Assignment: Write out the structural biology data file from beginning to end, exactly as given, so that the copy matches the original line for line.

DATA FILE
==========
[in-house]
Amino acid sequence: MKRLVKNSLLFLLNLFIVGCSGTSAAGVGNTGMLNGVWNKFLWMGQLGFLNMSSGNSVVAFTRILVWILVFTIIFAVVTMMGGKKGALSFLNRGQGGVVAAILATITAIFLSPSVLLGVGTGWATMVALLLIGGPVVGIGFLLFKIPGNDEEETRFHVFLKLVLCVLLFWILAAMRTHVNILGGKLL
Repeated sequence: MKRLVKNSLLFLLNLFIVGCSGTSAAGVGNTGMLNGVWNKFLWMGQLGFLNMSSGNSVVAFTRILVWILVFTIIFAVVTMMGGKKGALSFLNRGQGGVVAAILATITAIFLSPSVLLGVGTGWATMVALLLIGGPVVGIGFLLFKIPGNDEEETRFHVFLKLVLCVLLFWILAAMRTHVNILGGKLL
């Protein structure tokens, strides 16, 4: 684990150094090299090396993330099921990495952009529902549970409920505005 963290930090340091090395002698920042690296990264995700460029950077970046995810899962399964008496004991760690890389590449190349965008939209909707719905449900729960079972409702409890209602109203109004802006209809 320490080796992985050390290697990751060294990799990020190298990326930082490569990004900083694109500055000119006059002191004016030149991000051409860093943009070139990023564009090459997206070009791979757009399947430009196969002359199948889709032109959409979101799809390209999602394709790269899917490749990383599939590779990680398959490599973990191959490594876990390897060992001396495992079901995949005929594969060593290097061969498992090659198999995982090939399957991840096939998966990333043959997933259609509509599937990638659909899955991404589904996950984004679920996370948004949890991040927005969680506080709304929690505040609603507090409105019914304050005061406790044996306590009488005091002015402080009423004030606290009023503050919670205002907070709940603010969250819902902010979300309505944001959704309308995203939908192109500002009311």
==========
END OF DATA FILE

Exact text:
[in-house]
Amino acid sequence: MKRLVKNSLLFLLNLFIVGCSGTSAAGVGNTGMLNGVWNKFLWMGQLGFLNMSSGNSVVAFTRILVWILVFTIIFAVVTMMGGKKGALSFLNRGQGGVVAAILATITAIFLSPSVLLGVGTGWATMVALLLIGGPVVGIGFLLFKIPGNDEEETRFHVFLKLVLCVLLFWILAAMRTHVNILGGKLL
Repeated sequence: MKRLVKNSLLFLLNLFIVGCSGTSAAGVGNTGMLNGVWNKFLWMGQLGFLNMSSGNSVVAFTRILVWILVFTIIFAVVTMMGGKKGALSFLNRGQGGVVAAILATITAIFLSPSVLLGVGTGWATMVALLLIGGPVVGIGFLLFKIPGNDEEETRFHVFLKLVLCVLLFWILAAMRTHVNILGGKLL
């Protein structure tokens, strides 16, 4: 684990150094090299090396993330099921990495952009529902549970409920505005 963290930090340091090395002698920042690296990264995700460029950077970046995810899962399964008496004991760690890389590449190349965008939209909707719905449900729960079972409702409890209602109203109004802006209809 320490080796992985050390290697990751060294990799990020190298990326930082490569990004900083694109500055000119006059002191004016030149991000051409860093943009070139990023564009090459997206070009791979757009399947430009196969002359199948889709032109959409979101799809390209999602394709790269899917490749990383599939590779990680398959490599973990191959490594876990390897060992001396495992079901995949005929594969060593290097061969498992090659198999995982090939399957991840096939998966990333043959997933259609509509599937990638659909899955991404589904996950984004679920996370948004949890991040927005969680506080709304929690505040609603507090409105019914304050005061406790044996306590009488005091002015402080009423004030606290009023503050919670205002907070709940603010969250819902902010979300309505944001959704309308995203939908192109500002009311």